Highlands

Hengling

 

 

 

 

 

Hengling was about 5 kilometres north of Zhenbiancheng and, like it, had been a walled fortress village. Remnants of the wall remained. 415 County road ran through the village; the only other streets were narrow alleys. There was one general store in the middle of the village and a restaurant at the southern end.
We only had one meal at the restaurant but the owners were friendly people who seemed to spend much of their time laughing. We often got out of the car to chat to them or drop off prints of photos which they would pass on to the villagers.
On Saturday mornings there was often a small market at the northern end of the village. A few stalls sold clothes, fruit, vegetables and fish. The people there tended to b a bit shy or wary of these unheralded laowai (foreigners) but two families back in the alleys invited Liu and me into their homes on first meeting.
Behind the restaurant, there was a clear pathway up into the mountains. It took about 40 minutes to reach a spectacular section of the Great Wall.
Like Zhenbiancheng, Hengling had seen fierce fighting against the Japanese in 1937 and had eventually been occupied for several years.

The county road between Zhenbiancheng and Hengling

A newly made coffin in a shed behind s house









At the village restaurant

Zhang Yuzhen, 48, and Feng Sunshing, 52, at their restaurant

Like most Chinese, Zhang Yuzhen did not just consume a cigarette; he relished it, fondling it and holding it in different positions as if it were part of his body. 

 

 

 

 

 

 

 

 

 

 

 

 

After dumping some rubbish at a tip near the restaurant, this man stopped to chat to Roger. After a few minutes, he said: "Oh well, better get back to work", laughed and strolled off up the road. A few minutes later, Liu and I were walking to the general store when we heard someone call out. Yun Quanshan was inviting us to his house.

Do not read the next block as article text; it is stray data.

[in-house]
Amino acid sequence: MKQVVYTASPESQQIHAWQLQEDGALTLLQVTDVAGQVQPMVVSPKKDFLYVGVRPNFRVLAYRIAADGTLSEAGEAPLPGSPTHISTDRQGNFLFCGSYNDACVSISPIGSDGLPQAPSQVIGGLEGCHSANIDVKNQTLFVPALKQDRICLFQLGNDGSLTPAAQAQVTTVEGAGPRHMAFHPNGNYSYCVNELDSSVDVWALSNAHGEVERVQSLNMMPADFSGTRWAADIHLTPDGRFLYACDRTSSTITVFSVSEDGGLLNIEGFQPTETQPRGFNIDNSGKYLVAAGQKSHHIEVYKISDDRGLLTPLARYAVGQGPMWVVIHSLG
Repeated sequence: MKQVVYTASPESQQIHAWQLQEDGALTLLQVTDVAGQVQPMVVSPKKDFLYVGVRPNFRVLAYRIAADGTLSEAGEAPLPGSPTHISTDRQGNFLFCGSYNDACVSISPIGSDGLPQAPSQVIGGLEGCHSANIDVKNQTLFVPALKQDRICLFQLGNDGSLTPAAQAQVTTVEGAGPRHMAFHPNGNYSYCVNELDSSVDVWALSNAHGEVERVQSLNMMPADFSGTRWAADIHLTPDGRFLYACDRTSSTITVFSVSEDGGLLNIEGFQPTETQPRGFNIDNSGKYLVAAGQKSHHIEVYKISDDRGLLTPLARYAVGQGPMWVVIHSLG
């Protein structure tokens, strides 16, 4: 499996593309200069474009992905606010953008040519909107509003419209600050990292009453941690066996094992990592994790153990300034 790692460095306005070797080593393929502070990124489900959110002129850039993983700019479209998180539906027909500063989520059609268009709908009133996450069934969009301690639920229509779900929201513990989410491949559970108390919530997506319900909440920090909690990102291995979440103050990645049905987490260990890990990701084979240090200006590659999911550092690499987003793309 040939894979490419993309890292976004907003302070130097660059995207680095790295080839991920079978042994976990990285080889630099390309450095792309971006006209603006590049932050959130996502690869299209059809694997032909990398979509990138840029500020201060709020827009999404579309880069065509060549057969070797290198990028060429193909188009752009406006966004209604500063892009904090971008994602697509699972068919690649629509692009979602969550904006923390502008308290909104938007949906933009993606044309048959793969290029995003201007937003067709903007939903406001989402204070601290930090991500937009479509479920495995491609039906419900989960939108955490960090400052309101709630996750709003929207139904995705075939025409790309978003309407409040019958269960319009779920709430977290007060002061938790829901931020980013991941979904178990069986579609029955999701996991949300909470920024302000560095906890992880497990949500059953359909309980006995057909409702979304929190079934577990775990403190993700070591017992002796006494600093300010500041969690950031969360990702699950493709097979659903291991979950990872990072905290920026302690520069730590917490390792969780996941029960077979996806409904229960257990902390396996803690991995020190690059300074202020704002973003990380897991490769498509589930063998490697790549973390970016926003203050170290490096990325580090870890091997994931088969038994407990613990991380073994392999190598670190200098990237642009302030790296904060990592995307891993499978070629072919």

Yun Quanshan, 70, and Peng Tianying, 70

Yun Quanshan at the gate to his courtyard house

Guo Jinying, 70, and her son Peng Aiguo who were visiting relatives in the village. Aiguo had walked past us in an alley, met his family then waved us into their house for tea, nuts and fruit. We declined their offer of lunch as we had plans to see more of the area that day. A few weeks later we had lunch at the house with Aiguo's uncle and aunt. 

Li Shuzhang, 70

Guo Jinying and Zuo Changrong, 60

Lunch: pork and celery, cold pickled chinese cabbage (baicai), tofu with a whitish vegetable, hot cornbread and more cabbage in soy sauce and chili.

Li Shizhang looking at a photo of himself.











 

 

 

 

 

 

 

 

Right: The house toilet, an ash-covered hole in the ground at the far end of the small backyard. These people have put up with these conditions all their lives. They were living in the world’s second-largest economy, only 90 km from the capital. In 2013, the average annual income in China was 48,000 yuan ($155) a week. The average rural wage was 8000 yuan ( $27) a week.